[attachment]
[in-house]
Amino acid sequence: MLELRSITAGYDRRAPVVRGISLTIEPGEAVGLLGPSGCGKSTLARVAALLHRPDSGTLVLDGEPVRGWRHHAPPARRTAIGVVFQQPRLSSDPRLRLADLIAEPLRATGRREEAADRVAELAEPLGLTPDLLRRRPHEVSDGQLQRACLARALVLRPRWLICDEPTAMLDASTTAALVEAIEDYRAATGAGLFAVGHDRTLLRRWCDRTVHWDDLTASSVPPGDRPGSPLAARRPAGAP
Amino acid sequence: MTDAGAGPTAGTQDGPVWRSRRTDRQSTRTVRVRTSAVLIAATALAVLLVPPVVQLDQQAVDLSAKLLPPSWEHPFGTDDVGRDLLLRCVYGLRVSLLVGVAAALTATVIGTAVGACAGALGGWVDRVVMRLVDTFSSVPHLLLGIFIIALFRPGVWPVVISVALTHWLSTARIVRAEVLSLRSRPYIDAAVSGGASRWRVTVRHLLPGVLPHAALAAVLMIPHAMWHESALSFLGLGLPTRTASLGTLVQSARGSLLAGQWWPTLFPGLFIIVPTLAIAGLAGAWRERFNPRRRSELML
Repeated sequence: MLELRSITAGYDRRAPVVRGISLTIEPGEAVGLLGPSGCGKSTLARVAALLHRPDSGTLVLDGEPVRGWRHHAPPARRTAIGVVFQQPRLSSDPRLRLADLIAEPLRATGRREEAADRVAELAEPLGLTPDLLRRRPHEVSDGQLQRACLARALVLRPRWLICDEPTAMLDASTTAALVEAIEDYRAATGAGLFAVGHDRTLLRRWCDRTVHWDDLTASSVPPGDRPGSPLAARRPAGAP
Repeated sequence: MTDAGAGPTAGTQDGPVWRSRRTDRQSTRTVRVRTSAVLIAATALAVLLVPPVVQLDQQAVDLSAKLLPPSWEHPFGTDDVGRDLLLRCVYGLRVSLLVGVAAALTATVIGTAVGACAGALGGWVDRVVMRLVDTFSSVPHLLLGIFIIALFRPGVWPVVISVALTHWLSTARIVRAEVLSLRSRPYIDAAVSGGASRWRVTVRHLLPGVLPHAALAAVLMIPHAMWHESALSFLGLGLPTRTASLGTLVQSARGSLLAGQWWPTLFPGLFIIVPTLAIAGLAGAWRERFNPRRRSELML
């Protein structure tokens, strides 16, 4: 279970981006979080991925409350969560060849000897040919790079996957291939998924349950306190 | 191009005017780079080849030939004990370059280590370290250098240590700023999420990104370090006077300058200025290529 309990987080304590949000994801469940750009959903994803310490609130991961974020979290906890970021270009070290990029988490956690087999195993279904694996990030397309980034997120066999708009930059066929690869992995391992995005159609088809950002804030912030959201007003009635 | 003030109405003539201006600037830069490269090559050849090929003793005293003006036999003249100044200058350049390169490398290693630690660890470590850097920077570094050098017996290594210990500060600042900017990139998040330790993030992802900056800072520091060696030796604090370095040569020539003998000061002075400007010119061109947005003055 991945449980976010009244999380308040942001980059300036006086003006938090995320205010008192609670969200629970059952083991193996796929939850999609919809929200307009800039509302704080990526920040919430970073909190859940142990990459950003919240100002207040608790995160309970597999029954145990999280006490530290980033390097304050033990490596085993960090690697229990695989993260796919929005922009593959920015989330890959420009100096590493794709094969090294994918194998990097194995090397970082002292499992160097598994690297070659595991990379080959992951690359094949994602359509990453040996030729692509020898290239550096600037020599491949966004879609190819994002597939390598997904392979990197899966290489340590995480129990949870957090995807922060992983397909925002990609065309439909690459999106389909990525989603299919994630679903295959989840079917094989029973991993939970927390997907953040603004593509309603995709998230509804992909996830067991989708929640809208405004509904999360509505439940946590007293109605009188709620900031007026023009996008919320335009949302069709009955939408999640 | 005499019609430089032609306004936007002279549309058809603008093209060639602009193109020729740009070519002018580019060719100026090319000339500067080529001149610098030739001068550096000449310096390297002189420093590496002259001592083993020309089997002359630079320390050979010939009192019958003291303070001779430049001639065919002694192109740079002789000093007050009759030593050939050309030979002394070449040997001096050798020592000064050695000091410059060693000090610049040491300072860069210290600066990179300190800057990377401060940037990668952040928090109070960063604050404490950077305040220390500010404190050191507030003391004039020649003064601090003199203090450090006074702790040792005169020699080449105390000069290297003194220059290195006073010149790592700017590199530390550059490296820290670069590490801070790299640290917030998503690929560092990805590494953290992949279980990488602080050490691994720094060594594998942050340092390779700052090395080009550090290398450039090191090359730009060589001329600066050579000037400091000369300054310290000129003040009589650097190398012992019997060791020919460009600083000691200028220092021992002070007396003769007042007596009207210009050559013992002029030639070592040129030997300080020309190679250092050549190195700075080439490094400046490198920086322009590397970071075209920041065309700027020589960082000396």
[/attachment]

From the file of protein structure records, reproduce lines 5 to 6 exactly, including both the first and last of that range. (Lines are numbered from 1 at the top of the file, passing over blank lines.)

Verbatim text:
Repeated sequence: MTDAGAGPTAGTQDGPVWRSRRTDRQSTRTVRVRTSAVLIAATALAVLLVPPVVQLDQQAVDLSAKLLPPSWEHPFGTDDVGRDLLLRCVYGLRVSLLVGVAAALTATVIGTAVGACAGALGGWVDRVVMRLVDTFSSVPHLLLGIFIIALFRPGVWPVVISVALTHWLSTARIVRAEVLSLRSRPYIDAAVSGGASRWRVTVRHLLPGVLPHAALAAVLMIPHAMWHESALSFLGLGLPTRTASLGTLVQSARGSLLAGQWWPTLFPGLFIIVPTLAIAGLAGAWRERFNPRRRSELML
């Protein structure tokens, strides 16, 4: 279970981006979080991925409350969560060849000897040919790079996957291939998924349950306190 | 191009005017780079080849030939004990370059280590370290250098240590700023999420990104370090006077300058200025290529 309990987080304590949000994801469940750009959903994803310490609130991961974020979290906890970021270009070290990029988490956690087999195993279904694996990030397309980034997120066999708009930059066929690869992995391992995005159609088809950002804030912030959201007003009635 | 003030109405003539201006600037830069490269090559050849090929003793005293003006036999003249100044200058350049390169490398290693630690660890470590850097920077570094050098017996290594210990500060600042900017990139998040330790993030992802900056800072520091060696030796604090370095040569020539003998000061002075400007010119061109947005003055 991945449980976010009244999380308040942001980059300036006086003006938090995320205010008192609670969200629970059952083991193996796929939850999609919809929200307009800039509302704080990526920040919430970073909190859940142990990459950003919240100002207040608790995160309970597999029954145990999280006490530290980033390097304050033990490596085993960090690697229990695989993260796919929005922009593959920015989330890959420009100096590493794709094969090294994918194998990097194995090397970082002292499992160097598994690297070659595991990379080959992951690359094949994602359509990453040996030729692509020898290239550096600037020599491949966004879609190819994002597939390598997904392979990197899966290489340590995480129990949870957090995807922060992983397909925002990609065309439909690459999106389909990525989603299919994630679903295959989840079917094989029973991993939970927390997907953040603004593509309603995709998230509804992909996830067991989708929640809208405004509904999360509505439940946590007293109605009188709620900031007026023009996008919320335009949302069709009955939408999640 | 005499019609430089032609306004936007002279549309058809603008093209060639602009193109020729740009070519002018580019060719100026090319000339500067080529001149610098030739001068550096000449310096390297002189420093590496002259001592083993020309089997002359630079320390050979010939009192019958003291303070001779430049001639065919002694192109740079002789000093007050009759030593050939050309030979002394070449040997001096050798020592000064050695000091410059060693000090610049040491300072860069210290600066990179300190800057990377401060940037990668952040928090109070960063604050404490950077305040220390500010404190050191507030003391004039020649003064601090003199203090450090006074702790040792005169020699080449105390000069290297003194220059290195006073010149790592700017590199530390550059490296820290670069590490801070790299640290917030998503690929560092990805590494953290992949279980990488602080050490691994720094060594594998942050340092390779700052090395080009550090290398450039090191090359730009060589001329600066050579000037400091000369300054310290000129003040009589650097190398012992019997060791020919460009600083000691200028220092021992002070007396003769007042007596009207210009050559013992002029030639070592040129030997300080020309190679250092050549190195700075080439490094400046490198920086322009590397970071075209920041065309700027020589960082000396």